Together, the increase in items on the shelf and the decrease of out of stocks resulted in a 6% increase in the number of items available. This is a significant increase in service levels to the end user, as well as in potential sales for both the distributors and suppliers.

Sales, inventory turns, and out of stocks all improved with VMI after one year and continued to improve in year two. On a cumulative basis,
•    sales increased 47%
•    inventory turns improved 38%
•    out of stocks improved 45%
In year one, 65% of the locations improved in two out of the three business metrics, and in year two, 69% of the locations continued to improve in two out of three of business metrics measured. VMI can help deliver immediate business benefits and sustain ongoing improvement creating competitive advantage for suppliers and their distributor customers.

How the VMI process works
With VMI, suppliers generate orders based on mutually agreed upon objectives for inventory levels, fill rates and transaction costs, and demand information sent by their distributor customers. In this process, the buying function moves from the distributor back to the supplier, who takes over responsibility for placing orders.
The distributor sends sales and inventory data to the supplier on a pre-arranged schedule — typically, daily — and the VMI system determines what should be ordered based on criteria established by the supplier and distributor. The supplier monitors the inventory status information to make sure that the distributor always has the appropriate amount of stock on hand when needed. The distributor can override the system when necessary; for example, if they anticipate an increased demand in the market.

Tom Hoar is Director of Sales Electrical, Datalliance. Datalliance is the world’s largest independent VMI service provider, and in Canada currently works with 3 electrical suppliers and 13 distributors encompassing around 150 locations; Tel: 513-794-4485513-794-4485; This email address is being protected from spambots. You need JavaScript enabled to view it.,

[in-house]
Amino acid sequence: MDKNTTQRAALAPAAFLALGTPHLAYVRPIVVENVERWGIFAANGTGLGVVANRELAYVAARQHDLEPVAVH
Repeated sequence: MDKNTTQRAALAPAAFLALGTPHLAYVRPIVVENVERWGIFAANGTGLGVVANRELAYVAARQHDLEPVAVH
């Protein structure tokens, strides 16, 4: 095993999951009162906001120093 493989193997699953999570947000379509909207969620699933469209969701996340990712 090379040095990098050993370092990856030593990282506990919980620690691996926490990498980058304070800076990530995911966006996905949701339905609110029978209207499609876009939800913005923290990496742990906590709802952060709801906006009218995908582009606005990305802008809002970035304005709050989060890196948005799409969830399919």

CEW market research 400By John Kerr

The past nine weeks have been to say the least a challenge across the electrical industry. From agents to suppliers, from end users to the electrical channel, all have been affected, all have been forced to think differently and all have begun the journey to retooling the way we operate.

This is the third report in our series quantifying and exploring how electrical wholesalers have had to adapt and how they are looking to find a way forward. For this we have taken a different approach from our previous reports in that we have incorporated the results from our recent survey alongside personal interviews and discussions with electrical distributor teams across Canada

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arkest Before the Dawn, Part 2

CEW 9 JK Figure 1 700By John Kerr

I spoke in my previous article about my father’s quote darkest before the dawn. Well, he had another saying clearly brought forward by his growing up in the depression. He would say, “Money is not everything. It just helps,” and at a time like this when there are so many storylines of effort above and beyond the call, and so many initiatives underway by electrical distributors, there will be a rallying right across the country. The electrical distributors are moving, reacting, and more adaptable than ever before. 

The current situation we find ourselves in is to say the least fluid, dynamic and somewhat disconcerting for many, but underlying it is a focused, disciplined approach to addressing the new norm and new reality. Some branches remain closed, some open with minimal staff, and others rotating staff and working differently than ever before.

Recent public reports by Wesco and Rexel have indicated drops approaching 23% through mid April and clearly ones that demonstrated a slowdown from mid March. Our discussions with both distributors and end users/contractors alike confirm their buying and purchasing activity were curtailed more aggressively in early April.

Over 106 electrical distributors responded to our recent survey with 73% from corporate and branch management. 

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Gurvinder ChopraBy Gurvinder Chopra

This June, Canadians will commemorate Electrical Safety Month; June also marks the fourth month of the COVID-19 pandemic national lockdown. For many Canadians, working from home has become the new normal. As confinement continues, the demand for constant power feed to connect to the world we now live, work, and play in at home has grown substantially. Homes are being equipped with new technologies that offer plenty of benefits, but they also place high demand on electrical systems at home, potentially causing serious safety risks.